The erythrocyte contributes to the immune system in several ways. It sequesters interferons, interleukins or chemokines and by binding nucleic acid. It binds virus and bacteria and may deliver bacteria to macrophages for phagocytosis. It may also kill bacteria directly with oxygen. For proper function of the erythrocyte, homeostasis of reactive oxygen species, selenium, metal ions and trace elements is important. Erythrocytes display morphological and metabolic changes in diseases like sepsis, and in several genetic diseases. Patients infected with severe acute respiratory syndrome coronavirus 2 (SARS-CoV-2), giving rise to the coronavirus disease 2019 (Covid-19), show many erythrocyte changes as compared to healthy controls. The erythrocyte responds to hemolysins by purinergic signaling leading to hemolysis or phosphatidylserine exposure on the plasma membrane. Phosphatidylserine marks erythrocytes for clearance by spleen macrophages. Regulated erythrocyte cell death, also called eryptosis, can be induced by oxidative stress, pathogen infection, and certain diseases like sepsis. Erythrocytes may, in the future, contribute more to diagnosis based on research and diagnostic technological development.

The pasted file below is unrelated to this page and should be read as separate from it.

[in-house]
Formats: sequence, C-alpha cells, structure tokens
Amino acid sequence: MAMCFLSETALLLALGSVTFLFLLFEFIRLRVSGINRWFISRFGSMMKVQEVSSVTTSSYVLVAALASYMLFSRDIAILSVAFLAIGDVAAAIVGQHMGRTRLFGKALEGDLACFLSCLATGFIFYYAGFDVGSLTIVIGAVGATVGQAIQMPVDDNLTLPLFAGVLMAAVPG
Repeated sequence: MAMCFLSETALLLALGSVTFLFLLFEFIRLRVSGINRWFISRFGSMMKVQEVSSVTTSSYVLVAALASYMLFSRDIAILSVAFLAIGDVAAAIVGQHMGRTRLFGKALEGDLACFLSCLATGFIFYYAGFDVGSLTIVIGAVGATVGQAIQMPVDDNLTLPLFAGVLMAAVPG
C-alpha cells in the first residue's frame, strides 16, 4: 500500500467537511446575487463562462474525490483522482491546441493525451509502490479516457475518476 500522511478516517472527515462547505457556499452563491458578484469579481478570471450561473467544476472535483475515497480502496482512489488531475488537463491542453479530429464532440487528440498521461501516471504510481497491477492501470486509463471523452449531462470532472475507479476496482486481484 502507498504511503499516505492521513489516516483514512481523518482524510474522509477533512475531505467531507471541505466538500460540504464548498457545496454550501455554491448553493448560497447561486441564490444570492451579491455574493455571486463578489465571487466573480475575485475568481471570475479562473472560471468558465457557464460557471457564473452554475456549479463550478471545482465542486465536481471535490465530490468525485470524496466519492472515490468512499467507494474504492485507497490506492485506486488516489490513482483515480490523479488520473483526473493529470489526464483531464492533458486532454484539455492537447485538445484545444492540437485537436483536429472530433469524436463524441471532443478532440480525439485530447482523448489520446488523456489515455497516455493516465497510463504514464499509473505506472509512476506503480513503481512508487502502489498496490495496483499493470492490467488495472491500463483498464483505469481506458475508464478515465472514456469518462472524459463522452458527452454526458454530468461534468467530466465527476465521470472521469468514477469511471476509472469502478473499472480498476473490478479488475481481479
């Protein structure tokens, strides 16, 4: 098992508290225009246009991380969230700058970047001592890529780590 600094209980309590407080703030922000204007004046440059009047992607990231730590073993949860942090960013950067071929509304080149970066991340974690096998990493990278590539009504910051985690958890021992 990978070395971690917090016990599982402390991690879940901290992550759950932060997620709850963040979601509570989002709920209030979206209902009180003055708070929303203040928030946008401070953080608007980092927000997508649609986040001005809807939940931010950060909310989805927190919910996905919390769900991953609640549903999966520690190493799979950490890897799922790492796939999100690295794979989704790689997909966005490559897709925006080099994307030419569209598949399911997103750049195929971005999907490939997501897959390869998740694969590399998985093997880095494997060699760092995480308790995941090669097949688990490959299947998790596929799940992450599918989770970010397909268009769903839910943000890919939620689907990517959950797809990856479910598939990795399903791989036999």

Part of the book: Erythrocyte
Evolution has created a hierarchy of systems for information and energy using different cells according to messages generated from DNA, RNA, and other sources. Erythrocytes are formed in high speed at about 2 × 106/s to balance dying or not working erythrocytes to maintain optimal energy and information transfer. Important information is handled by nucleotides and distribution of metal ions and phosphates when starting synthesis process. Handling of these processes needs kinases known to be magnesium-dependent. Oxygen delivered by erythrocytes is used by other cells to synthesize ATP and to increase reaction capacity. Complex signals to bone marrow balance erythroblasts before developing into reticulocytes and erythrocytes. We discuss some aspects of erythrocyte communication with other cells of the body with special focus on magnesium and selenium in this process.
Part of the book: The Erythrocyte